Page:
For much of California, the arrival of September has brought extreme, boiling temperatures.
Sunday was the hottest day in Los Angeles in nearly 11 months, according to AccuWeather. Temperatures in the Inland Empire and the Sacramento region soared to triple digits over the long weekend. And dangerous heat waves are projected for large parts of the state in the coming days, weather officials warn.
Throughout California, September is usually warmer than we’d like. It is usually the hottest time of year in the Bay Area and when temperature records are most likely to be broken in Southern California.
So, given what’s likely to come, today I’m sharing some tips on how to deal with extreme heat: Earlier this summer, my colleague Jill Cowan put together this guide to staying cool and safe when the temperature rises. The federal government has more advice for you here.
Plus, I spoke to some animal experts about how to care for your pets when it’s really hot. The American Veterinary Medical Association estimated in 2016 that 57 percent of California households own a pet, although I suspect that number has risen since so many people (like myself) adopted pets during the pandemic.
Gagandeep Kaur, a professor of veterinary medicine at the Western University of Health Sciences in Pomona, told me that pet owners should help their animals avoid heat stroke, a potentially fatal condition in which body temperatures rise above a healthy range. While humans can also get heat stroke, animals are more susceptible because it is more difficult for them to cool down.
“Local emergency room, they’ve seen hundreds of cases this summer,” Kaur told me. “It’s not something that’s rare.”
But it is preventable. Here’s what you need to know:
Be aware of risk factors. Dogs and cats are generally comfortable at the same temperatures as humans. But your pets are at greater risk of heat stroke if they are very old, very young, overweight, or have lung or heart disease.
Short-snouted dogs, such as bulldogs, pugs, and Shih Tzus, are especially vulnerable because they often have breathing problems.
Provide water and shade. All the time.
Dogs are more at risk than cats: Cats are usually better at keeping cool by limiting their movement when it’s hot, said Steve Epstein, the chief of emergency services at the University of California, Davis’s School of Veterinary Medicine.
At Epstein’s Davis house, the air conditioning doesn’t come on until around 85 degrees, but he’s not worried about his cat getting sick, he told me.
However, dogs may chase a squirrel or want to go for a walk, even if it’s unsafe for them. Epstein said he recently treated a dog with heat stroke who was running around a backyard when it was 90 degrees.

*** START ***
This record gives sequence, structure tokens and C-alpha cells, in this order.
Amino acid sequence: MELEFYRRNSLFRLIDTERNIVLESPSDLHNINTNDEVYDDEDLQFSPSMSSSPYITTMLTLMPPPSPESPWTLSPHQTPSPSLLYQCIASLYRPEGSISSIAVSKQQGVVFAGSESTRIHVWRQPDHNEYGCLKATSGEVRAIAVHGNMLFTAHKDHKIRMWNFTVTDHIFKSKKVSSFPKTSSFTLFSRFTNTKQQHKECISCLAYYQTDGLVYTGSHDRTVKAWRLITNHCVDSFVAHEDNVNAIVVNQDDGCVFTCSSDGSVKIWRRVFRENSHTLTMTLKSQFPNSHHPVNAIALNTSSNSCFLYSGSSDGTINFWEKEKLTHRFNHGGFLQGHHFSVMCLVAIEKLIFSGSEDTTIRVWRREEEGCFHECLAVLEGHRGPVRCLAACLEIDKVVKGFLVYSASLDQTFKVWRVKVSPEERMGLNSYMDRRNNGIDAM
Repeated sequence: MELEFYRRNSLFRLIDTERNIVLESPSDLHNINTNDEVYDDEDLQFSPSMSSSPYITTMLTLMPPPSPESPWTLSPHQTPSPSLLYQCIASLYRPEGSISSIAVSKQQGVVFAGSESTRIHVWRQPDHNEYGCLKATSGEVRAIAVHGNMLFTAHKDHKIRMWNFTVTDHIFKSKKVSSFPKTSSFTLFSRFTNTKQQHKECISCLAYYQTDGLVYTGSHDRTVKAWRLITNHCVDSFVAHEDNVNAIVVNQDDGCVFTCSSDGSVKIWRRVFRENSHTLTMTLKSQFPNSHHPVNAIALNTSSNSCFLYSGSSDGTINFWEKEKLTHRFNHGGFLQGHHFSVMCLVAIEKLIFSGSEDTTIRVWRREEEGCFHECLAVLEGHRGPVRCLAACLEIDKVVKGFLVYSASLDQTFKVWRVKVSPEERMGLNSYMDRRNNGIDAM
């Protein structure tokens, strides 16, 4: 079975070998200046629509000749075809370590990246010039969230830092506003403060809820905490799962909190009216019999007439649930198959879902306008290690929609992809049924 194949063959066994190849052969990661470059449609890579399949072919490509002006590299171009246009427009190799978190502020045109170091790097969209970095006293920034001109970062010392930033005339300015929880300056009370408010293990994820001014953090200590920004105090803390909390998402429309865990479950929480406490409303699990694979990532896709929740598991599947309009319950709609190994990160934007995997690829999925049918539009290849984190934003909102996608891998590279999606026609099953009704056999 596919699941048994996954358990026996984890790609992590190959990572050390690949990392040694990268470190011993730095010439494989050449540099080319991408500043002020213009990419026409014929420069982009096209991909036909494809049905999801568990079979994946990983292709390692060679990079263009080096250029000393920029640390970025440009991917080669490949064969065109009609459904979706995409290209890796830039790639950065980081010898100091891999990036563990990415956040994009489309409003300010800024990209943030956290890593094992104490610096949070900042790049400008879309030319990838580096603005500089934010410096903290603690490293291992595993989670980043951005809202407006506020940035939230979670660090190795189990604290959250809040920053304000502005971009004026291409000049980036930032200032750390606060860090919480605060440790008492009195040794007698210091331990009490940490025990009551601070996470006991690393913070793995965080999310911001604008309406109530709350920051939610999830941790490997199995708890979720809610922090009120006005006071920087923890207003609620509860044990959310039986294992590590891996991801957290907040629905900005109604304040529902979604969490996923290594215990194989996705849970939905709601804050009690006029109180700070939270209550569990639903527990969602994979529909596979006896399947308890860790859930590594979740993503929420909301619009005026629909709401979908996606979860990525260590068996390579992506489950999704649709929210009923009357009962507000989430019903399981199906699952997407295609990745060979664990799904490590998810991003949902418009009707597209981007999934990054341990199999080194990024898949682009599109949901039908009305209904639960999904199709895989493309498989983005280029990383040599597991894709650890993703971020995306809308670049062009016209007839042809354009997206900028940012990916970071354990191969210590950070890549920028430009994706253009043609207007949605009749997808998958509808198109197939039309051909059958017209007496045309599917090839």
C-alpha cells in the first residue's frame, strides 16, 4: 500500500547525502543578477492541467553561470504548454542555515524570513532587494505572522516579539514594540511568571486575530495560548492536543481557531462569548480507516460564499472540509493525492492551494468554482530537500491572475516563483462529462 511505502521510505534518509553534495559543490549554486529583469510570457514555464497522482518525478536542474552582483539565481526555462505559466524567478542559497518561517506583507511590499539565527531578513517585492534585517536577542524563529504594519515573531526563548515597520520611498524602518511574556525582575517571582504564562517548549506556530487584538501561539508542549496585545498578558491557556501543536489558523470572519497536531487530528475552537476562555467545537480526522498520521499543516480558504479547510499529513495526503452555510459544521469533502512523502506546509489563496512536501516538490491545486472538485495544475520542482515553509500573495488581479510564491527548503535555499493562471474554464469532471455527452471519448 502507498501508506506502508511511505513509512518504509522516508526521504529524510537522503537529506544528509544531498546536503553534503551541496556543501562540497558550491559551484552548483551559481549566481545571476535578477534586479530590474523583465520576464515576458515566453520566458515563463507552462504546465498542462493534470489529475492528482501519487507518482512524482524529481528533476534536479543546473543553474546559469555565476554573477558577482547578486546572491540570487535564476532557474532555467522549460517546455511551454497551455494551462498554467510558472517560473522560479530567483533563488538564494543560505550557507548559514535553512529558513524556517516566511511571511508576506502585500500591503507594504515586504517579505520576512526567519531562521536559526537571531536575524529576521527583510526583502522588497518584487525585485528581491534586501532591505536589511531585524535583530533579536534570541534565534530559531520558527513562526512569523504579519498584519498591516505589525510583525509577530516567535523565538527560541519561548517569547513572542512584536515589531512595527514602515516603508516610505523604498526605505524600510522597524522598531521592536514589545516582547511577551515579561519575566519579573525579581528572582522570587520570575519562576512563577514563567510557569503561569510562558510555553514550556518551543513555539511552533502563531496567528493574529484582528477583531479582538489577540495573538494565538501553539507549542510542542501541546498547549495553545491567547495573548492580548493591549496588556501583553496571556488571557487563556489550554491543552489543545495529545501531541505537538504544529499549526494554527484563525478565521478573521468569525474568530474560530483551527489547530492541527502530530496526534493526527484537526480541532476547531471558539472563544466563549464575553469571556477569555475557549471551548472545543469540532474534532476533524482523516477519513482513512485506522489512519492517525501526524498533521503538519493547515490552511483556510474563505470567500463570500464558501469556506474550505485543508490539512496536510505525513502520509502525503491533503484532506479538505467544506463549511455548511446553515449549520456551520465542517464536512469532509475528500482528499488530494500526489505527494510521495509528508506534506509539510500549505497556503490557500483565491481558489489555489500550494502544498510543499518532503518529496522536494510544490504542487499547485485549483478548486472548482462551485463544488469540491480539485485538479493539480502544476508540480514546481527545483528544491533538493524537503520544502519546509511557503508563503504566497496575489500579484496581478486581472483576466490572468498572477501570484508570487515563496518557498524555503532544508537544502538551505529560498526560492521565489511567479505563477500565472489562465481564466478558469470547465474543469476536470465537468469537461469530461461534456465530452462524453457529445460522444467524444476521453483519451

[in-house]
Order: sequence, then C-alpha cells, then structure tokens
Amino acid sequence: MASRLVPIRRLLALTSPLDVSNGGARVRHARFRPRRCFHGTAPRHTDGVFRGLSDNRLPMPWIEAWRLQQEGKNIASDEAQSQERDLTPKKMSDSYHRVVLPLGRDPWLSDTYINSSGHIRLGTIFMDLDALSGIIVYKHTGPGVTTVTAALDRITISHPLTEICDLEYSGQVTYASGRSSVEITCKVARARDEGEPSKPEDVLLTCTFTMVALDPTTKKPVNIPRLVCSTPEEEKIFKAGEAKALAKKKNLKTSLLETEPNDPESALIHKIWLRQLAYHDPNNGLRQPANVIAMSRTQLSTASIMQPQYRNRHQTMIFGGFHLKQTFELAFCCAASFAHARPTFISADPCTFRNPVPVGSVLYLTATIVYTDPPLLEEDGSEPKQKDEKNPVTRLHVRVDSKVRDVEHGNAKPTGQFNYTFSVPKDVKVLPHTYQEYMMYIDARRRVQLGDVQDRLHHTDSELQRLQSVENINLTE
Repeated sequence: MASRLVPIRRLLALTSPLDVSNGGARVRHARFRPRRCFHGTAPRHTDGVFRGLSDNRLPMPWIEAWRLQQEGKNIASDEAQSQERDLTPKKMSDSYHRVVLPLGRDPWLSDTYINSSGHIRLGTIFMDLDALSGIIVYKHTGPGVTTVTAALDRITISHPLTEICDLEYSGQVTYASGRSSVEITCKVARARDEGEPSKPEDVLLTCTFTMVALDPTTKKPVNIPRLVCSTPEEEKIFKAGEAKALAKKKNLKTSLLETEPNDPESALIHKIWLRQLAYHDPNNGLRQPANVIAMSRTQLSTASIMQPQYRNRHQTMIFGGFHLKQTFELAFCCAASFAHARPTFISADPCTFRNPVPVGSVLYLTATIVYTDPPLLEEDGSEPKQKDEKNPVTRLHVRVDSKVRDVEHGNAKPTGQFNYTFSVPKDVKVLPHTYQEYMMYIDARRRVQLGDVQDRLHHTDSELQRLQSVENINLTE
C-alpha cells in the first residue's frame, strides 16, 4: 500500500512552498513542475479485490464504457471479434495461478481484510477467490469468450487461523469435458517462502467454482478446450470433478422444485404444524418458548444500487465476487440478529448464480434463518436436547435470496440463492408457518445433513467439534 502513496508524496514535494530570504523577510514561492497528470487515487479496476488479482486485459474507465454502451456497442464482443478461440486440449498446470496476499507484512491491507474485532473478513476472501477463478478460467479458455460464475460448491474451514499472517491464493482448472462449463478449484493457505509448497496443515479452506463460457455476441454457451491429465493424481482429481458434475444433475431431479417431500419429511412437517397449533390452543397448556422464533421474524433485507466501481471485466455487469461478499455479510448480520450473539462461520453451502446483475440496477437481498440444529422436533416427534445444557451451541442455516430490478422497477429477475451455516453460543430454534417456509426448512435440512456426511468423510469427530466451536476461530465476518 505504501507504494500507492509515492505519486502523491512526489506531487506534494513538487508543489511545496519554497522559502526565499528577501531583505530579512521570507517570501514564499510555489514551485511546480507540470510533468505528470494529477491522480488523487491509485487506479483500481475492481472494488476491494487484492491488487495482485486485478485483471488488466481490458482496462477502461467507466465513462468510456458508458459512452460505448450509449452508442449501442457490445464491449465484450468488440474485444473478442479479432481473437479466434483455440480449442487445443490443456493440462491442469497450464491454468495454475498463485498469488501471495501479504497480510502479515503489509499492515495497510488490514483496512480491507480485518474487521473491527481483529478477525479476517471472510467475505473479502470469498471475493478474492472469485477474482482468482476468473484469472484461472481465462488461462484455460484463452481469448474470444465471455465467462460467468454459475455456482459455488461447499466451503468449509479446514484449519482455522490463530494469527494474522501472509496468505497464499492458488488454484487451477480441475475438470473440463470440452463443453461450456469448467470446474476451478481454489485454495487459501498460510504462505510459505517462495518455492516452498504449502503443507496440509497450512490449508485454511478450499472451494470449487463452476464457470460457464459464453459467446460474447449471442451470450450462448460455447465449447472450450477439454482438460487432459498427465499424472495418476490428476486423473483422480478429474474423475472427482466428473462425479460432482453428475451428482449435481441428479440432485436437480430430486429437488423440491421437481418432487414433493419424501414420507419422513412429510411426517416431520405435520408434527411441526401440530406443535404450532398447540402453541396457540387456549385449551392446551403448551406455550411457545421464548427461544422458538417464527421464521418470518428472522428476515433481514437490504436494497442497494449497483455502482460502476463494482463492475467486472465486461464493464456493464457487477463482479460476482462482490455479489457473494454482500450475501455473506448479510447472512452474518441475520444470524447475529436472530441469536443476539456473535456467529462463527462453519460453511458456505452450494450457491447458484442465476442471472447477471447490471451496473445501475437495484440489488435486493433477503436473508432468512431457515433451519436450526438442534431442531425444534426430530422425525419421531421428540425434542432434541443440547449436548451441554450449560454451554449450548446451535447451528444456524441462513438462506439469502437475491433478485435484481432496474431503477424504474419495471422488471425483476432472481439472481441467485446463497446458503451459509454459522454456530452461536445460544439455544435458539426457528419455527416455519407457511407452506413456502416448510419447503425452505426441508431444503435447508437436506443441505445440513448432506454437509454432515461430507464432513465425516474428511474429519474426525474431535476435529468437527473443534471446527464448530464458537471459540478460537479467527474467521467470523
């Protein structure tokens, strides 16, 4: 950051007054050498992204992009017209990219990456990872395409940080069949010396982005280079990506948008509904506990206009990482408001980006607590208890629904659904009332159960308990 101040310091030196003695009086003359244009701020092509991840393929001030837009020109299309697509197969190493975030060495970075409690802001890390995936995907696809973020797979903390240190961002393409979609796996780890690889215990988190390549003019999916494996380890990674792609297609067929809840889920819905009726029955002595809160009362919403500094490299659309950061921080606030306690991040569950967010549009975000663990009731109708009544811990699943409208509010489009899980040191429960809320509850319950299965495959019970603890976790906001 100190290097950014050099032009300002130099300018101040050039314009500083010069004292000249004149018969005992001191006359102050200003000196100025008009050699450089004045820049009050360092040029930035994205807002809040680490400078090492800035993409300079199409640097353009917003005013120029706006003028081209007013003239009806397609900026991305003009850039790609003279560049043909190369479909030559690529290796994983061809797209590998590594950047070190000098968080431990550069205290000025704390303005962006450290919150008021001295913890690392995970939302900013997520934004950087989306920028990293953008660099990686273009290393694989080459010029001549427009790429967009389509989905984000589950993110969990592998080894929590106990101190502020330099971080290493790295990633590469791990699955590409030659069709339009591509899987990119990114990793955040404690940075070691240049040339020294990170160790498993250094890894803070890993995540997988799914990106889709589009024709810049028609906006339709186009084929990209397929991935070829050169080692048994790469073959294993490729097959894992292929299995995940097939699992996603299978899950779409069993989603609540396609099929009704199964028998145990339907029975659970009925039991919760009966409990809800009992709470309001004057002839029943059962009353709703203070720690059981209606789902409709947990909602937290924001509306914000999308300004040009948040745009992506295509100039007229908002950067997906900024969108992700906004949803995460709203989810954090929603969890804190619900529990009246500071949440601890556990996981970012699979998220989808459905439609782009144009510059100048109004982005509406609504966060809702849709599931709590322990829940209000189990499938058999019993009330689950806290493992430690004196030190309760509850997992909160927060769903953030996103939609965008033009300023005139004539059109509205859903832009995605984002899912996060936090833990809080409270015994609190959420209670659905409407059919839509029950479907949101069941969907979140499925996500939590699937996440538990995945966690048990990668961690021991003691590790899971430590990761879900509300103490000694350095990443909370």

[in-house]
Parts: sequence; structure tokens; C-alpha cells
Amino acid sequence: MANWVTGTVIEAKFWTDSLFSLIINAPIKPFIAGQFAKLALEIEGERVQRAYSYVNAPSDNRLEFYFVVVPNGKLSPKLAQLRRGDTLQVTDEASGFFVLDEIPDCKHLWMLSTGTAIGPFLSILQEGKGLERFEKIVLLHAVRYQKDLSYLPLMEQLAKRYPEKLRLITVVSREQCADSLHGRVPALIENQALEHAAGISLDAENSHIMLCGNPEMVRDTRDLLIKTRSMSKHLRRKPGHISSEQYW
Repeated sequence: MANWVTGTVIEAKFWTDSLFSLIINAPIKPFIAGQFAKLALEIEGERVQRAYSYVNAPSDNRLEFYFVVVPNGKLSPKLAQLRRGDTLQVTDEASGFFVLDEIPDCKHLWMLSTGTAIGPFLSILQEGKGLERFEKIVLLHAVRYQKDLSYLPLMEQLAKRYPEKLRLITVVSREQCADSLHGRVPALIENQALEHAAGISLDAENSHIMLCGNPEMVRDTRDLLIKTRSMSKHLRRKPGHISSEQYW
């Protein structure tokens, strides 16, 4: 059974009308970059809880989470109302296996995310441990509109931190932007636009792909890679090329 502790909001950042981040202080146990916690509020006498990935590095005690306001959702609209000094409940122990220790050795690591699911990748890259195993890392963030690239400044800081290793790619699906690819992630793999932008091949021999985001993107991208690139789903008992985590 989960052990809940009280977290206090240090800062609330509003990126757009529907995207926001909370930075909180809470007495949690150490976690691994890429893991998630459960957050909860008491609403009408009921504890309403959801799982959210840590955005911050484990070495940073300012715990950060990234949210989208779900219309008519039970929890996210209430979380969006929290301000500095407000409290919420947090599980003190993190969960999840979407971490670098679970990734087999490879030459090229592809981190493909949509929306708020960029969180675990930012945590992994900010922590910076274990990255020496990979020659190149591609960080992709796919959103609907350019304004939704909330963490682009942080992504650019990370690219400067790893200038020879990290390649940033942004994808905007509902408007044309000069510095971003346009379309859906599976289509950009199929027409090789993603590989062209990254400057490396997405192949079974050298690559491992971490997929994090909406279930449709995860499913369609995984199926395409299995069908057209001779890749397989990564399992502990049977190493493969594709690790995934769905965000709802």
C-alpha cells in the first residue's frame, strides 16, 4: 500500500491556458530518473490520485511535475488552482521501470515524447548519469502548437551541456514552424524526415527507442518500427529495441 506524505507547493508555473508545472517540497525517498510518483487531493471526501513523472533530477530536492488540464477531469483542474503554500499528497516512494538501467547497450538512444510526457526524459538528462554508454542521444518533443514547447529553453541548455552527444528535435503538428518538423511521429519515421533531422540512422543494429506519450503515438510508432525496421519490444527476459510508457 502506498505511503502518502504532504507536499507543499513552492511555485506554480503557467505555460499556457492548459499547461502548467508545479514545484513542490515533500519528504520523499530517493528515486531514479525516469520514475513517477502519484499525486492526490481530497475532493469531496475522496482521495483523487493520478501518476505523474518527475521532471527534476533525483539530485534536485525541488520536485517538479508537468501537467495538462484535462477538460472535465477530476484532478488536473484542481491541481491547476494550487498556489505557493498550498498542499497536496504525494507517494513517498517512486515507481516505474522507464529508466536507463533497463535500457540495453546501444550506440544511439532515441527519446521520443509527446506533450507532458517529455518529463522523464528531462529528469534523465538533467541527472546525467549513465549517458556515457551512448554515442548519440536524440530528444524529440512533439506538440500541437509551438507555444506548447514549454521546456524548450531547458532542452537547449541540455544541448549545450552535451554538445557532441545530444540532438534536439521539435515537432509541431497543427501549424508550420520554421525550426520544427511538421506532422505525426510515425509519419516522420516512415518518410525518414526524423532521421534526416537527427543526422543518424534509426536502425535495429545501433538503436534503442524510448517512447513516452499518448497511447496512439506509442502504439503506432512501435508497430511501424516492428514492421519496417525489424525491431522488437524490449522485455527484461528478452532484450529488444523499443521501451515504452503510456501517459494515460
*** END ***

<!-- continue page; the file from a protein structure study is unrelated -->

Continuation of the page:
If you read one story, make it this
Here’s a shocking statistic: Amazon nearly doubled its annual profit to $21 billion last year and is on track to far surpass that total this year. The company is undoubtedly one of the biggest economic winners of the pandemic.
But Amazon is becoming increasingly critical of its treatment of employees.
A bill passed by the California legislature would limit production quotas in warehouses that critics say are excessive and force workers to forgo bathroom breaks. The legislation is part of a growing investigation into the company’s treatment of employees.
The Assembly passed the bill in May and the state Senate is expected to vote on it this week.
Read more from my colleague Noam Scheiber.
The rest of the news
what we eat
Thirteen delicious, original ways to eat eggs for dinner.
Where we are traveling
Today’s travel tip comes from Arin Kramer, who recommends an adventure in Marin County:
The perfect day: Take the family on the paved, shaded Cross Marin Trail through the redwoods of Samuel P. Taylor State Park, along Lagunitas Creek. On a hot day you can cycle all the way to the Inkwells swimming hole. Afterwards, stop at the Marin Community Farms Stand.
Your recall questions answered
When are the recall elections?
The recall elections are officially scheduled for September 14. But because it’s happening under an extension of the pandemic rules created during the 2020 presidential election, that’s actually more of a deadline than election day in a more traditional sense.
Ballot papers returned by post must be postmarked by September 14. (You don’t need to add a stamp; you must have a return envelope.) Voters can also return their ballots to a secure drop box before September 14 at 8 p.m. (Find your nearest one here.)
Finally, voters can vote in person – and early voting is possible in many places. (You can find early voting locations here.)
Read answers to more of your frequently asked questions about the California recall.
Tell us anything else you want to know about the recall. Email your questions to [email protected]
And before you go, good news
An Oakland brewery now displays the irresistible faces of cats and dogs on its IPAs.
Ale Industries is working with the East Bay Society for the Prevention of Cruelty to Animals to put pictures of adoptable fur babies on beer cans to encourage people to take the pets home, SFist reports.
Thank you for reading. I’ll be back tomorrow. — Soumya
PS Here’s today’s mini crossword and an idea: Chloe who directed “Nomadland” (4 letters).
Miles McKinley and Briana Scalia contributed to California Today. You can reach the team at [email protected].
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